Camino taught me what is important and what to appreciate


RITE & REASON:TO ME, religion is the belief or worshipping of a particular god or way of life. It’s almost like a cultural system that has individual views on important matters of life, relating to humanity and our behaviour. Depending on how seriously you take your religion, it can determine your life dramatically.

Personally, I am not very religious. Throughout the whole year, I would only go to church once – on Christmas Day. I often find that I don’t really know what I believe in and what I don’t believe in.

Sometimes I think that a religion is what you make it and that there is no right or wrong religion; it just comes down to being a good person. I believe in heaven, but I don’t believe in hell, yet they say you cannot believe in one and not the other, so am I wrong? I find there are so many questions that come with religion, and very few satisfying answers.

Four years ago I walked a bit of the Camino de Santiago with my dad, and then we walked the whole 900km throughout July and August 2010.

Since being introduced to the Camino, my thoughts on religion and what I believe in have changed significantly.

The Camino offers you something unique, wonderful and difficult to buy or find in life. It is peace, time and simplicity – more than you could ever imagine. The time you spend walking, on your own, surrounded with some of the most beautiful scenery, brings you to think about things in such depth and honesty. Your thoughts wander into areas of your mind that you didn’t think you had.

I found that walking in the complete solitude and the detachment from my life at home, I began to think differently. I began to appreciate different things; things I had not thought important before doing the Camino.

I learnt to cherish simple things, such as the moments when the climb broke and we were walking on flat again; or the first cup of tea of the day; or a juicy orange in the blistering heat or an inspiring conversation with a stranger.

These things brought me great happiness. They replaced the urge to go on Facebook and see what was happening back home; or putting on make-up in the mornings or doing my hair fancy. Slowly, those things slipped from my mind. I had three pairs of shorts and two T-shirts and they were simply what I needed; everything else was a luxury, an unneeded and unwanted luxury. These new values and appreciation came to me from the spirituality of the Camino.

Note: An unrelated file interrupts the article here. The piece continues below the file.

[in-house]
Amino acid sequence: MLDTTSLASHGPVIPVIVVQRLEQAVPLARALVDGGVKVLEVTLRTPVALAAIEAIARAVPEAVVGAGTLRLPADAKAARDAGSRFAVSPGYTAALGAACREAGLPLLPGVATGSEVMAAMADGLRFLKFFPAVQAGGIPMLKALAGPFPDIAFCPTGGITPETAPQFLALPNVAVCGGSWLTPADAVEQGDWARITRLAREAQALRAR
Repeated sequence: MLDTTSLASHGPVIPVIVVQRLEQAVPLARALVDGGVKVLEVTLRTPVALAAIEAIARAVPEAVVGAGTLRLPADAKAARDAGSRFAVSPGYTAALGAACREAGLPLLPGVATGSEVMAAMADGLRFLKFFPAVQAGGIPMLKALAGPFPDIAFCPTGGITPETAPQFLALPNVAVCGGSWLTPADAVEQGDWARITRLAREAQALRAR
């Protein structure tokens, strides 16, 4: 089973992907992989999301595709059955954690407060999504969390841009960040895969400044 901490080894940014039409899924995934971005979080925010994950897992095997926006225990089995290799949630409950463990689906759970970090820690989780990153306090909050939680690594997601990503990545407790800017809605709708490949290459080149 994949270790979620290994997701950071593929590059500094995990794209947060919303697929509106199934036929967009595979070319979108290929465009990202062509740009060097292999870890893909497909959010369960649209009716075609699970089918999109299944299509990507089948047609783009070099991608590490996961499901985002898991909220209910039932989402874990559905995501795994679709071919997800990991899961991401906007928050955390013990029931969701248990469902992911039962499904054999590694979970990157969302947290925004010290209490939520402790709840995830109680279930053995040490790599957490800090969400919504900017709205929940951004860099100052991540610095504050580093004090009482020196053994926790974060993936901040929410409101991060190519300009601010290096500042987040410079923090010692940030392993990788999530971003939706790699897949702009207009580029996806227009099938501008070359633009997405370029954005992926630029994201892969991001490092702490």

Spirituality enables a person to discover the significance and heart of their being, and ultimately reveal their deepest values and meanings in life. I believe this is what the Camino gave to me. It taught me what was important, what to value in life and what to appreciate.

I realised that a large part of what I valued was materialistic and vain. Of course I still love to shop and all the other things a teenage girl does, but I have things in my life now that come before all that, things that give me greater pleasure.

I have things that are of higher value to me. I want to do well in university. I want to travel the world. I want to see beautiful things and I want to have wonderful memories.

The Camino is a breath of fresh air. It opens your mind and cleans it of all the rubbish, confusion, stress and worries. In the most wonderful way I have been introduced to a new way of thinking about life. I would wish that experience for everyone.

Natasha Murtagh is studying English and philosophy at University College Dublin. She is co-author, with Peter Murtagh, of Buen Camino! – a father- daughter journey from Croagh Patrick to Santiago de Compostela (Gill and Macmillan)